Looking ahead to Wimbledon – A way-too-early tournament preview


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And so, to Wimbledon.

The nature of the tennis calendar means the players will hardly have time to get the clay stains out of their socks before they switch surfaces and mindsets for the grass-court season, which culminates, as ever, at Wimbledon.

This year’s championships will be rather different, of course, with no ranking points, a retaliation by the ATP and WTA after Wimbledon announced it is banning Russian and Belarussian players because of the invasion of Ukraine.

For Rafael Nadal and Iga Swiatek, it means new challenges, and both have big reasons to be cheerful as they switch their clay-court shoes for grass-court ones.

Lost, somehow, in his record 14th Roland Garros win and record 22nd Grand Slam title is that Nadal is now halfway to the coveted calendar-year Grand Slam, the first time he has ever won the first two slams of the year.

Winning Wimbledon and the US Open, with the need to manage his chronic left foot pain, is a tall order, but he’ll surely never get another chance to do something that was last achieved by Rod Laver in 1969 on the men’s side and that Novak Djokovic came within one match of doing just last year.

Nadal missed Wimbledon last year, but his team says he’ll do everything he can to be ready to compete there this time. The Spanish star is clearly thinking ahead, too. “I don’t know what will happen in the future, but I’ll keep fighting to keep on going,” he said.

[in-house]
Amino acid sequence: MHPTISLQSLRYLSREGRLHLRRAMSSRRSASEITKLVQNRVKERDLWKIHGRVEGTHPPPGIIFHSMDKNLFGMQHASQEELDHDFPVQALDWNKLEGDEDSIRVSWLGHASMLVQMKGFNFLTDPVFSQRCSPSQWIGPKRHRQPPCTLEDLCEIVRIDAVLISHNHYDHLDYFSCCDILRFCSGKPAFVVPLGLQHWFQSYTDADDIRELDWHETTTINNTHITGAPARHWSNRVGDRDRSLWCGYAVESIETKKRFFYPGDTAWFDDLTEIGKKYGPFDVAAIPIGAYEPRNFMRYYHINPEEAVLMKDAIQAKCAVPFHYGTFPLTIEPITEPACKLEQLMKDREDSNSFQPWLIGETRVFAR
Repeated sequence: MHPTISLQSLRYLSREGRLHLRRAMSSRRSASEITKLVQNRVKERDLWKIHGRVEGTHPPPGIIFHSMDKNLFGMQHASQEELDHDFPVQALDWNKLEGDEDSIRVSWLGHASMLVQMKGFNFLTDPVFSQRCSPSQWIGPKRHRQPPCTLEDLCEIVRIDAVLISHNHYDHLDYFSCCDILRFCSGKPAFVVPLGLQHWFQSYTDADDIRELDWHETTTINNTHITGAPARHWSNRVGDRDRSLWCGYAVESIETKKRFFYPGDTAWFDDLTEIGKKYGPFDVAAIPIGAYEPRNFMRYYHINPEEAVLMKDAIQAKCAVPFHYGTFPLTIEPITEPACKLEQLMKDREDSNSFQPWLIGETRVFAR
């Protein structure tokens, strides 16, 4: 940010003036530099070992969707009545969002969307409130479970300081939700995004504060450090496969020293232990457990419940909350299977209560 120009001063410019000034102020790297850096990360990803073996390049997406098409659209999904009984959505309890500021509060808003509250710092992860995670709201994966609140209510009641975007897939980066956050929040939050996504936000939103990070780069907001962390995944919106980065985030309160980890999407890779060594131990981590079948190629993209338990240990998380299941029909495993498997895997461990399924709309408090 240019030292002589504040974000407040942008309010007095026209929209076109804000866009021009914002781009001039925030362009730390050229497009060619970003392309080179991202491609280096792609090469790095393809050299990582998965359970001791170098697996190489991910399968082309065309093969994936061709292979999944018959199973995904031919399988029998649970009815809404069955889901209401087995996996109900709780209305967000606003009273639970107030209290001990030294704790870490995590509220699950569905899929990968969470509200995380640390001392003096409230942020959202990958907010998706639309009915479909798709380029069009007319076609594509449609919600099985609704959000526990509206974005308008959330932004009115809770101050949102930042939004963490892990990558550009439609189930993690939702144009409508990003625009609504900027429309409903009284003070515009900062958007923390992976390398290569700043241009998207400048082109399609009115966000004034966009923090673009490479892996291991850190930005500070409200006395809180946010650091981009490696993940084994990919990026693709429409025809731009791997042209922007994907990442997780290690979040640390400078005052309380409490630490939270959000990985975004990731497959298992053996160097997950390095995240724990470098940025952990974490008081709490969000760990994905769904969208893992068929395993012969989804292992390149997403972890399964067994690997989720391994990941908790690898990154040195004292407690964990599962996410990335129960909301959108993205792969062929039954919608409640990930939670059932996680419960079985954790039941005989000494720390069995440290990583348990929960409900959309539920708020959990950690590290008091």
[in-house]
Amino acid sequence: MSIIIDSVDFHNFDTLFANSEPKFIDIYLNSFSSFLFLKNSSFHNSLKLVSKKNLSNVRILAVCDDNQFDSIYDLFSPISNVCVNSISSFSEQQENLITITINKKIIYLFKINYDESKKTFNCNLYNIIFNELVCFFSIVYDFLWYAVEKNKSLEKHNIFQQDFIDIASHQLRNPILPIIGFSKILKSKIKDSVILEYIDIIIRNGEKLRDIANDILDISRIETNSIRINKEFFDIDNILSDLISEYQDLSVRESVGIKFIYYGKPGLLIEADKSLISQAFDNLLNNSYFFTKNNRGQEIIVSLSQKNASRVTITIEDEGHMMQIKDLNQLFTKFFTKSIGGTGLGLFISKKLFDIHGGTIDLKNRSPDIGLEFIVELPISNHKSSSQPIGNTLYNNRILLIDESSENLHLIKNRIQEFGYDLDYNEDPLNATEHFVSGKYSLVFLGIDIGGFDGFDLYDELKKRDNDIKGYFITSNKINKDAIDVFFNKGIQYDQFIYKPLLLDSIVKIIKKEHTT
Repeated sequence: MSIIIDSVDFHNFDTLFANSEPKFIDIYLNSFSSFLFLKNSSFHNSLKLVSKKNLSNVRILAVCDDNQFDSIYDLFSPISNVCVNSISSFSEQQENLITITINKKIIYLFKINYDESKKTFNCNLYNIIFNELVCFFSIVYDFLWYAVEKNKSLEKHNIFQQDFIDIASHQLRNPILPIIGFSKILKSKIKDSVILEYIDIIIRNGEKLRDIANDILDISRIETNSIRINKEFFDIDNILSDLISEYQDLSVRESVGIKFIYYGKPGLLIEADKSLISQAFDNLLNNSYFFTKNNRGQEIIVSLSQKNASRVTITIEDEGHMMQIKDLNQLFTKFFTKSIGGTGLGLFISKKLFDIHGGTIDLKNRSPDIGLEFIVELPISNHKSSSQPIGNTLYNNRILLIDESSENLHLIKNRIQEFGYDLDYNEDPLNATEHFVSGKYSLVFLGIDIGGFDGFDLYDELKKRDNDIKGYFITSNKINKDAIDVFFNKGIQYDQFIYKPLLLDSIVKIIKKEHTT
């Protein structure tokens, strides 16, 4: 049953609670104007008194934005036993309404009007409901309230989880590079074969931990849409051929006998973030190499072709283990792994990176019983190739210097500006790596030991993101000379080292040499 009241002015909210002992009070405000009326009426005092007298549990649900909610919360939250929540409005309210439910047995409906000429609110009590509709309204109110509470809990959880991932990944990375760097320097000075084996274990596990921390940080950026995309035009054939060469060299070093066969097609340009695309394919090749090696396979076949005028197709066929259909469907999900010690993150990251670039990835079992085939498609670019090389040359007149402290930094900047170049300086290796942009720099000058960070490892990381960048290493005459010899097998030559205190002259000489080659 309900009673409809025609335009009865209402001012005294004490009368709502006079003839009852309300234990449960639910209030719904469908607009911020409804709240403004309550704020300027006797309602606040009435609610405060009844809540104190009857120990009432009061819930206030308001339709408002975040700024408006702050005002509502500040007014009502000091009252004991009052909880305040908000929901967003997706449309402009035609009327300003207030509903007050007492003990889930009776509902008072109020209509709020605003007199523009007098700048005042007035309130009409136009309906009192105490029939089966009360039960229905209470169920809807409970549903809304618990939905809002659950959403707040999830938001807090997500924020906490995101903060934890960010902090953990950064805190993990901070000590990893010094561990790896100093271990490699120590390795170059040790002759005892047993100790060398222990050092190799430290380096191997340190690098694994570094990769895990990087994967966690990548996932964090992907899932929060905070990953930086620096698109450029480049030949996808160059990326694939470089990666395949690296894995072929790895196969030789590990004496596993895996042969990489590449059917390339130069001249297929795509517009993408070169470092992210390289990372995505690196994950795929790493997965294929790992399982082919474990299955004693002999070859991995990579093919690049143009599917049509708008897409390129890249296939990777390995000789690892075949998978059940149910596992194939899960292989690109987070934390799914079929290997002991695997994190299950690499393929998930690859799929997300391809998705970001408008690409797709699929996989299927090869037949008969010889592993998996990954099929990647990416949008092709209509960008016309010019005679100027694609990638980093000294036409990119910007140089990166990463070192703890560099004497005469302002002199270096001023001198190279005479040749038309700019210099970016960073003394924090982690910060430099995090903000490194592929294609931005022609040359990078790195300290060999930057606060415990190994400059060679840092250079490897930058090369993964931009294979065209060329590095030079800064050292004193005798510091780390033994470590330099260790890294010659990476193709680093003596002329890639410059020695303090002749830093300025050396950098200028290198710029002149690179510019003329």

Djokovic, meanwhile, has to bounce back from the disappointment of losing to Nadal, but as the six-time Wimbledon champion, he will go in as favorite again. As his coach, Goran Ivanisevic, told TennisMajors.com, “He has overcome tough losses in the past, and I am completely certain that he will be ready for Wimbledon. I am sure that he can do it and I think he will win Wimbledon, I have a good feeling about that. He needs to focus on grass now.”

Having won her second Roland Garros title in three years, Swiatek will go to Wimbledon as favorite to win but with less certainty about the surface, even if she is a former junior champion there.

“My coach believes I can win more matches on grass — I don’t know about that yet,” Swiatek said. “Honestly, grass is always tricky. I actually like the part that I have no expectations there. It’s something kind of refreshing.

“I’m going to just prepare my best, and maybe with his experiences that he had with Aga Radwanska, it was her favorite surface, so maybe he’s going to give me some tips that are actually going to be really helpful, and I’m going to enjoy playing on grass a little bit more.”

While the likes of world No. 2 Daniil Medvedev and former women’s No. 1 Victoria Azarenka will not be able to compete, others will hope to join the Grand Slam winners’ circle. But as they found out at Roland Garros, it’s a significant jump.

Alexander Zverev is likely to miss out because of injury, but Stefanos Tsitsipas, Denis Shapovalov, Andrey Rublev and last year’s men’s runner-up, Matteo Berrettini — returning from injury — will hope for success. And then there’s Andy Murray, the two-time former champion.

On the women’s side, Coco Gauff will be looking to build on her stunning run to the final in Paris, and home eyes will be on Emma Raducanu, with increased expectation following her incredible US Open triumph last year.

With Ash Barty retired, there is an opportunity for a new Wimbledon champion. If someone can get past Swiatek, that is.


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